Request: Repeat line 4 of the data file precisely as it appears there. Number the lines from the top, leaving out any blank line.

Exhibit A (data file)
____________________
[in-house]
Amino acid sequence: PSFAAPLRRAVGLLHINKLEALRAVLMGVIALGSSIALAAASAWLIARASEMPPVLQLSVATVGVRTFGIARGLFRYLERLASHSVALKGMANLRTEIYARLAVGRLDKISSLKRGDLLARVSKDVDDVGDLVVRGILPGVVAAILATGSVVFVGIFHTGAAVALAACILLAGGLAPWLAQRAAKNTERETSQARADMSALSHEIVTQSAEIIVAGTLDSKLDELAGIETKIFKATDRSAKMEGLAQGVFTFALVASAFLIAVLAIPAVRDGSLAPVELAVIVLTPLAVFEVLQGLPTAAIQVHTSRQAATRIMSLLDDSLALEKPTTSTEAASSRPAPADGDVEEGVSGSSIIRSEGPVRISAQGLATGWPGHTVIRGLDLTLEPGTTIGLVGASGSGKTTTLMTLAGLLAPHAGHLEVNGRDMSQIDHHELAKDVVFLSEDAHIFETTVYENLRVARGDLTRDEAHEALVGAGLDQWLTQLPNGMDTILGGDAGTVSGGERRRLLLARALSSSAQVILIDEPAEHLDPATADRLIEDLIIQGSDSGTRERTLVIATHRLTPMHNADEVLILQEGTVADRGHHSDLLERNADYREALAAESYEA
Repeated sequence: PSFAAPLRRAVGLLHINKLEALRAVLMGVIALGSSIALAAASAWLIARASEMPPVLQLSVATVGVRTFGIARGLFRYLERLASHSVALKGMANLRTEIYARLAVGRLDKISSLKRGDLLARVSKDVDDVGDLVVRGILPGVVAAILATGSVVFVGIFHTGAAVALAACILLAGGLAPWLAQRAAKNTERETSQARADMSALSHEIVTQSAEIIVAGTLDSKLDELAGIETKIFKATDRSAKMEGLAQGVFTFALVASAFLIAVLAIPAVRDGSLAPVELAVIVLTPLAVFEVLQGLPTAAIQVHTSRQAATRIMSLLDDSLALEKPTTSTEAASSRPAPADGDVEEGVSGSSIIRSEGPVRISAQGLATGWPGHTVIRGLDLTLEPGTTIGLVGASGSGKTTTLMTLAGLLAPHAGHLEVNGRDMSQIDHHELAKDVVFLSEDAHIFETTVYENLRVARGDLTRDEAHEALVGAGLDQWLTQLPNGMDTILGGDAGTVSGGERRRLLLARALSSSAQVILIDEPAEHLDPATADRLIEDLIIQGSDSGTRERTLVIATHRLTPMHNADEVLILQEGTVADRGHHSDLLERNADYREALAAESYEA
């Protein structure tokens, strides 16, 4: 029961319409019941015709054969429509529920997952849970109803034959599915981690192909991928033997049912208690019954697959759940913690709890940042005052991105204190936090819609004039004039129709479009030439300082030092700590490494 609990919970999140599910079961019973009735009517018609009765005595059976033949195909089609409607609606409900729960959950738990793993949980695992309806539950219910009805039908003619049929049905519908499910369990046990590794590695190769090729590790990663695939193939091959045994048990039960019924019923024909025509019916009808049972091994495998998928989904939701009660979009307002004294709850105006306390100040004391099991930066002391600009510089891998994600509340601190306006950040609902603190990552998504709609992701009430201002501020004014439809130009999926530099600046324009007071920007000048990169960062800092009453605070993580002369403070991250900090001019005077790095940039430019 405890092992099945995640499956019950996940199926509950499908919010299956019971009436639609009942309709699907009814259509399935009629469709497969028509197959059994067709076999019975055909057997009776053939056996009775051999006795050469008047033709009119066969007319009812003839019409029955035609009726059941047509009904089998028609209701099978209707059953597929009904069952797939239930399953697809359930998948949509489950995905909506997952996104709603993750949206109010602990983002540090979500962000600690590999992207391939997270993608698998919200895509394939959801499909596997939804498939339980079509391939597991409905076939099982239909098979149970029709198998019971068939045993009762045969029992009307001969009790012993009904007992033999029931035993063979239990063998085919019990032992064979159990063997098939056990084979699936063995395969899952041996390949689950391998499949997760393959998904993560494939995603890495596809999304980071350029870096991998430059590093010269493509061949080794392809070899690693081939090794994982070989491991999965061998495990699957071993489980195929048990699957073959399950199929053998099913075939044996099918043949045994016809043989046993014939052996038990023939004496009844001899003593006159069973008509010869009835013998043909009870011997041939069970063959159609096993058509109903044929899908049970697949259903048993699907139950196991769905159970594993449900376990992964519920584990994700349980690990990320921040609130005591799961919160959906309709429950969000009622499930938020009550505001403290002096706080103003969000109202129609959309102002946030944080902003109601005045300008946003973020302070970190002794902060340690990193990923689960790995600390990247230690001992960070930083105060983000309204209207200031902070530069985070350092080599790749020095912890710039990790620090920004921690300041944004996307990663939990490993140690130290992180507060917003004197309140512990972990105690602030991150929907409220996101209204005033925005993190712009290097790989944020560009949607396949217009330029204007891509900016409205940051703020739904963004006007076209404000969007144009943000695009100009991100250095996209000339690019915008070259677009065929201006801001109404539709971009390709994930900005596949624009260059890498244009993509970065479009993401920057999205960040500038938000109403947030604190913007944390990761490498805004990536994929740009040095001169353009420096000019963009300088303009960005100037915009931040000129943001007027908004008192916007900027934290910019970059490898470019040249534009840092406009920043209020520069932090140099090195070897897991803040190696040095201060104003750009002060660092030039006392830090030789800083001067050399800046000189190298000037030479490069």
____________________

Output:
């Protein structure tokens, strides 16, 4: 029961319409019941015709054969429509529920997952849970109803034959599915981690192909991928033997049912208690019954697959759940913690709890940042005052991105204190936090819609004039004039129709479009030439300082030092700590490494 609990919970999140599910079961019973009735009517018609009765005595059976033949195909089609409607609606409900729960959950738990793993949980695992309806539950219910009805039908003619049929049905519908499910369990046990590794590695190769090729590790990663695939193939091959045994048990039960019924019923024909025509019916009808049972091994495998998928989904939701009660979009307002004294709850105006306390100040004391099991930066002391600009510089891998994600509340601190306006950040609902603190990552998504709609992701009430201002501020004014439809130009999926530099600046324009007071920007000048990169960062800092009453605070993580002369403070991250900090001019005077790095940039430019 405890092992099945995640499956019950996940199926509950499908919010299956019971009436639609009942309709699907009814259509399935009629469709497969028509197959059994067709076999019975055909057997009776053939056996009775051999006795050469008047033709009119066969007319009812003839019409029955035609009726059941047509009904089998028609209701099978209707059953597929009904069952797939239930399953697809359930998948949509489950995905909506997952996104709603993750949206109010602990983002540090979500962000600690590999992207391939997270993608698998919200895509394939959801499909596997939804498939339980079509391939597991409905076939099982239909098979149970029709198998019971068939045993009762045969029992009307001969009790012993009904007992033999029931035993063979239990063998085919019990032992064979159990063997098939056990084979699936063995395969899952041996390949689950391998499949997760393959998904993560494939995603890495596809999304980071350029870096991998430059590093010269493509061949080794392809070899690693081939090794994982070989491991999965061998495990699957071993489980195929048990699957073959399950199929053998099913075939044996099918043949045994016809043989046993014939052996038990023939004496009844001899003593006159069973008509010869009835013998043909009870011997041939069970063959159609096993058509109903044929899908049970697949259903048993699907139950196991769905159970594993449900376990992964519920584990994700349980690990990320921040609130005591799961919160959906309709429950969000009622499930938020009550505001403290002096706080103003969000109202129609959309102002946030944080902003109601005045300008946003973020302070970190002794902060340690990193990923689960790995600390990247230690001992960070930083105060983000309204209207200031902070530069985070350092080599790749020095912890710039990790620090920004921690300041944004996307990663939990490993140690130290992180507060917003004197309140512990972990105690602030991150929907409220996101209204005033925005993190712009290097790989944020560009949607396949217009330029204007891509900016409205940051703020739904963004006007076209404000969007144009943000695009100009991100250095996209000339690019915008070259677009065929201006801001109404539709971009390709994930900005596949624009260059890498244009993509970065479009993401920057999205960040500038938000109403947030604190913007944390990761490498805004990536994929740009040095001169353009420096000019963009300088303009960005100037915009931040000129943001007027908004008192916007900027934290910019970059490898470019040249534009840092406009920043209020520069932090140099090195070897897991803040190696040095201060104003750009002060660092030039006392830090030789800083001067050399800046000189190298000037030479490069």